Post #2: Analyzing “From Pencils to Pixels”

Over the long weekend, part of my homework included reading the article “From Pencils to Pixels” written by Dennis Baron. The overall topic of the essay recalled the progression of writing technologies since the humble pencil to now the mighty computer.

The entirety of the piece left me marveling at how far we, as a civilization, have come since recorded history. One thing that I was very surprised to discover upon reading this article was how with every new invention of a means to write, record, or communicate information, there was always rebellion from one group of people who opposed the new idea. I knew that this sort of scenario would be popular today, but I found it very surprising that even with the creation of the telephone so many people didn’t see the uses of it, and now it is something that is used almost daily by many individuals.

Another example that I wanted to highlight was when Baron talked about how writing does not match spoken language. He mentioned that writing may be able to convey the same ideas that speech can, but it holds none of the tones, annunciations, or facial cues that talking face to face provides. I personally connected to this statement as it reminded me of how now with the popularity of texting, it is often times difficult to discern the emotionality of a persons response solely based on their text. For example, asking a question and getting a response of “That’s fine” can sometimes be difficult to decipher, especially if you don’t know whether the person meant it enthusiastically or in an indifferent and unhappy tone. In this case, speech can be better than writing. However, if done correctly writing can still give the same expression of tone as speech can. Authors often times do this with descriptors like, “he growled” or “she cooed” to help the reader understand the tonal cues even though they can’t be heard. So, while I agree that speech is usually better at conveying emotion, when done right writing can have the same effect.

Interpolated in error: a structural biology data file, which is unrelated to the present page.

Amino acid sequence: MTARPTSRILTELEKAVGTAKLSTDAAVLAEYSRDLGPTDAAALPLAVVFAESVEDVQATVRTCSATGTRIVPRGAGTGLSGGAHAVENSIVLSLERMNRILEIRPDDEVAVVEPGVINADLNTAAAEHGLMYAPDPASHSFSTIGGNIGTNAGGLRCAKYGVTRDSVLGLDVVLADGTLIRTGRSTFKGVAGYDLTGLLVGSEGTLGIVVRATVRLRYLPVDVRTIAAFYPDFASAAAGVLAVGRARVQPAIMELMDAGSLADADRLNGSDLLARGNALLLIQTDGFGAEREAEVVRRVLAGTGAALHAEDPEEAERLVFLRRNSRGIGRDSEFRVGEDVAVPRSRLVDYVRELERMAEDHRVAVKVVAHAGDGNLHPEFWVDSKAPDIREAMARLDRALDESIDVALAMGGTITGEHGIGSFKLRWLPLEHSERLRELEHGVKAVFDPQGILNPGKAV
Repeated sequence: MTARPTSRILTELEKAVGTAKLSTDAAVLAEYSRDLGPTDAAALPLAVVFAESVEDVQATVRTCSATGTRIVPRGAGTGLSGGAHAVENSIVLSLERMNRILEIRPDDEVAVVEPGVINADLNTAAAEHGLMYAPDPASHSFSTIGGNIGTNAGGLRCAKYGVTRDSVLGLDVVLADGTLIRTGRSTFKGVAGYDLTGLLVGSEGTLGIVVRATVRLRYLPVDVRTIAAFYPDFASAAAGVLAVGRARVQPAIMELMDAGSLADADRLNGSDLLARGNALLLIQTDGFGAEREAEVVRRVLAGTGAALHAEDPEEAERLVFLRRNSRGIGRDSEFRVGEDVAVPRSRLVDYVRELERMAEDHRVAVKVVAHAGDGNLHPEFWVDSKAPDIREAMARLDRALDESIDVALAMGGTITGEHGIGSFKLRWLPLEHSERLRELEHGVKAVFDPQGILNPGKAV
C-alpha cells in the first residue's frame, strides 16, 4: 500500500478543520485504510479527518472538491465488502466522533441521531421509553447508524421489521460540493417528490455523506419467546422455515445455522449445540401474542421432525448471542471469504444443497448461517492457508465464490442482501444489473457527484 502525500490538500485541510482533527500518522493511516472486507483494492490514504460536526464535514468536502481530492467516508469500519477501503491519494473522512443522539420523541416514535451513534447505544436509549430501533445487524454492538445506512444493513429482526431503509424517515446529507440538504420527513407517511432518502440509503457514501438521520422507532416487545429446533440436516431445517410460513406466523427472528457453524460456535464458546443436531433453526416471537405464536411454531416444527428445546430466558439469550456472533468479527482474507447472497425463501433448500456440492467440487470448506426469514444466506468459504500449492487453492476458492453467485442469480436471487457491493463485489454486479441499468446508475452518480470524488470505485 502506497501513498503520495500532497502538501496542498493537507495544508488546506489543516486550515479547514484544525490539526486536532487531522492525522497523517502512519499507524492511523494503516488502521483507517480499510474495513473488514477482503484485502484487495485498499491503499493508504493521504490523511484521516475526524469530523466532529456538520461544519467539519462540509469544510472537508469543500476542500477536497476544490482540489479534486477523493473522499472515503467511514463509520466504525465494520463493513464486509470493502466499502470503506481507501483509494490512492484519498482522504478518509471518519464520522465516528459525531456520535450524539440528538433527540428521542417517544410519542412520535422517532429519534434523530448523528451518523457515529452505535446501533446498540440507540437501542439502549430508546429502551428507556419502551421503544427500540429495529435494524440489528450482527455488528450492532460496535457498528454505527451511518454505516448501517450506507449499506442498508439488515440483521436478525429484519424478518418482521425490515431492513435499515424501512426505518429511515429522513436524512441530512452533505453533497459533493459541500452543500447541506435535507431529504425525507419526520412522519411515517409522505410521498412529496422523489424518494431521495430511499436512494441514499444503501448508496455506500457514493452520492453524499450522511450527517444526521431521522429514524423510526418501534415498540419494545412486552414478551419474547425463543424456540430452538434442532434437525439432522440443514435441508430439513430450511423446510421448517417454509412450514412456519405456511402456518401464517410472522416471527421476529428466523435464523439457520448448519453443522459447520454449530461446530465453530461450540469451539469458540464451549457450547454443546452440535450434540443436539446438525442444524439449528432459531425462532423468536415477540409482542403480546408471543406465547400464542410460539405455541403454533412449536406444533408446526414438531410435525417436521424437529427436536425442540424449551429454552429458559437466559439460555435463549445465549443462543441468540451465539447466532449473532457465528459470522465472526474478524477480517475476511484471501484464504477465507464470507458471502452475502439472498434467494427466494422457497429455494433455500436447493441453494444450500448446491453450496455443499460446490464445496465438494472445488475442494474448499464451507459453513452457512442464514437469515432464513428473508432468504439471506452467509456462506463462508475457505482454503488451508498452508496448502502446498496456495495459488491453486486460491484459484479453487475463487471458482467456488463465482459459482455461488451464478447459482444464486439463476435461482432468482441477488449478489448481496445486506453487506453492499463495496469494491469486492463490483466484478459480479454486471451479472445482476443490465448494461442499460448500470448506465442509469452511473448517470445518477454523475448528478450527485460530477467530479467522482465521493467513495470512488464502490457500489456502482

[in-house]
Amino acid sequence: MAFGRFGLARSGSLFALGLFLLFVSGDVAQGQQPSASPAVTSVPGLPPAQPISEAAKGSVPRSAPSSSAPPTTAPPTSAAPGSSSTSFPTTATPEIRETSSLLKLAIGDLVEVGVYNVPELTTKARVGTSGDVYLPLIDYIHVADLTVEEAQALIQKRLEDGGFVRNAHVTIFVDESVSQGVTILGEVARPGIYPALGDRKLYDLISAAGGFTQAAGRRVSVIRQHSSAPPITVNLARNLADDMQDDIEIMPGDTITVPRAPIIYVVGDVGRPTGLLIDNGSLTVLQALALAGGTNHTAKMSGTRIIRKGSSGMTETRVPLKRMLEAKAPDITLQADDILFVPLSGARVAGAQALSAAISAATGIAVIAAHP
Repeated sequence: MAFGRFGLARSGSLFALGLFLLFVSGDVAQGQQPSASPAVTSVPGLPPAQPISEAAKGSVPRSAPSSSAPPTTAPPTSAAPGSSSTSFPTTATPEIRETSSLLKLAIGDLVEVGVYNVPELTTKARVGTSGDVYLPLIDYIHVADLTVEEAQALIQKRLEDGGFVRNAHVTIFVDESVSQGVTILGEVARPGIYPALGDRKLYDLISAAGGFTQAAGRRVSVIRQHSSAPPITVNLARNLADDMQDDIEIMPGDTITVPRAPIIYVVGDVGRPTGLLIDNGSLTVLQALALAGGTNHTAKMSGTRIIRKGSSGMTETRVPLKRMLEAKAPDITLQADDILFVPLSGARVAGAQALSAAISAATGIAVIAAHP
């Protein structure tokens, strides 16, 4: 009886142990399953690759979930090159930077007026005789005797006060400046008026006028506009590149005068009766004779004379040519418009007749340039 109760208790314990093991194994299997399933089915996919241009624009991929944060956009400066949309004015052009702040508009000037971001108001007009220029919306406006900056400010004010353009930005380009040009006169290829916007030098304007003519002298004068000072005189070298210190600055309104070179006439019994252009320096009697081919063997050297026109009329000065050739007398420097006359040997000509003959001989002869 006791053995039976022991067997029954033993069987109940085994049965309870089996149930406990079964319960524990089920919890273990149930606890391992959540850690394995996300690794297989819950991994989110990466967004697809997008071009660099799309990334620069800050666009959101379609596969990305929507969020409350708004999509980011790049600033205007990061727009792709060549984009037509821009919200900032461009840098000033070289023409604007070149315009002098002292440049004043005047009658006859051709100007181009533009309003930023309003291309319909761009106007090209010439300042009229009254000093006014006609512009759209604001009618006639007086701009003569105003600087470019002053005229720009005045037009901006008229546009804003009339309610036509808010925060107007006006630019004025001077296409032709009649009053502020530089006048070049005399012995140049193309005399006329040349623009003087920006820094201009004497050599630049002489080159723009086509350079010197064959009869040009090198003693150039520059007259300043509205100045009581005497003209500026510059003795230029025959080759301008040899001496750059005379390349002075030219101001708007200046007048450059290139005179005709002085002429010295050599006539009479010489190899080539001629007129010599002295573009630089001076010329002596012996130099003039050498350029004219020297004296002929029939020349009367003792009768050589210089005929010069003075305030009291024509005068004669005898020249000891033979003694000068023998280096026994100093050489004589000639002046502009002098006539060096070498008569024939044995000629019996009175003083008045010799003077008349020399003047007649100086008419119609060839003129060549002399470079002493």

The last thing I want to mention from this article comes from when Baron talks about the similarities between art and writing. As an artist and writer myself I found this drawn comparison to be very true. I think that writing is a kind of art in the sense that you are creating something from your original ideas and manifesting it. With art it can be done with paints, pencils, chalks, and other things but writing can do the same thing with words. I found this part to be very poetic and good at connecting the whole morale of the article: that whether it’s with a pencil or with a computer, writing is writing and the advancement of technology will simply help to make that writing easier to perfect, distribute and share with the world.


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